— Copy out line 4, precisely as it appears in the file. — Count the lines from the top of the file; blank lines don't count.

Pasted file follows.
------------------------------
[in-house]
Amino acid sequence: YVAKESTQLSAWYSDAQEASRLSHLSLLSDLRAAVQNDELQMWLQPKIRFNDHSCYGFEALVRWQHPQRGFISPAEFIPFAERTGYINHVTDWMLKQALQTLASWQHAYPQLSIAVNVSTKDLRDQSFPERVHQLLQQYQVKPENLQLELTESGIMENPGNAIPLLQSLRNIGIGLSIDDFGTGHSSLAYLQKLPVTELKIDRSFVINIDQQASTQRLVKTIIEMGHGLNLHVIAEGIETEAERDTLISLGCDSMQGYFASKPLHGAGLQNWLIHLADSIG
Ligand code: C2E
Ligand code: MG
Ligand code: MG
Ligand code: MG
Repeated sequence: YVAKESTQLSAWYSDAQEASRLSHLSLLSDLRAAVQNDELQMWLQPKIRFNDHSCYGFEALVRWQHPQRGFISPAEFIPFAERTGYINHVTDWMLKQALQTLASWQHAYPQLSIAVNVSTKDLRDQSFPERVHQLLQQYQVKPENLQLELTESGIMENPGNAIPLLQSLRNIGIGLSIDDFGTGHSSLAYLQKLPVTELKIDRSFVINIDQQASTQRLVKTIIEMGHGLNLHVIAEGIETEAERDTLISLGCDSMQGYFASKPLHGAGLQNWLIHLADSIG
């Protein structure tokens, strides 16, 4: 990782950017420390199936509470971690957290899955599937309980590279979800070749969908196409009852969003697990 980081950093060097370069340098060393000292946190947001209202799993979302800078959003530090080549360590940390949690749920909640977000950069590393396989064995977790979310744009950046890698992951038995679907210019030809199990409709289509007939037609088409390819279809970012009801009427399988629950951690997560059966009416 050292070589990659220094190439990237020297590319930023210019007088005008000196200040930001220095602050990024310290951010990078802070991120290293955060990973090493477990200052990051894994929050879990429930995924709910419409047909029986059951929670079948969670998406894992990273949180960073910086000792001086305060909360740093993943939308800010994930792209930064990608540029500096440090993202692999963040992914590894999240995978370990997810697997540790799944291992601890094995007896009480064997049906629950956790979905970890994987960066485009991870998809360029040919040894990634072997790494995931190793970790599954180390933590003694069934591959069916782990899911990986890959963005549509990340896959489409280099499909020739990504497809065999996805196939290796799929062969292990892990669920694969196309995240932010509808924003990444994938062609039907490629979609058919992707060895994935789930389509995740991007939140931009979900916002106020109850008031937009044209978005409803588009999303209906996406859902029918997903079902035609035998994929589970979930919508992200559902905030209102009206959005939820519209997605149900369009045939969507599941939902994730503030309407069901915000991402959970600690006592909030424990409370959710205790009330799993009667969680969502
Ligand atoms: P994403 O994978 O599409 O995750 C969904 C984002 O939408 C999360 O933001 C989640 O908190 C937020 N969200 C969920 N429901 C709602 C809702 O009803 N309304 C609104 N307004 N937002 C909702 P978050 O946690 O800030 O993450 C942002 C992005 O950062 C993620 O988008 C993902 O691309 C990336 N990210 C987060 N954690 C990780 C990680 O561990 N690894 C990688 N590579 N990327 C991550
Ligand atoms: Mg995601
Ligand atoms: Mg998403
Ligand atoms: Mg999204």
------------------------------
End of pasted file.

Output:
Ligand code: MG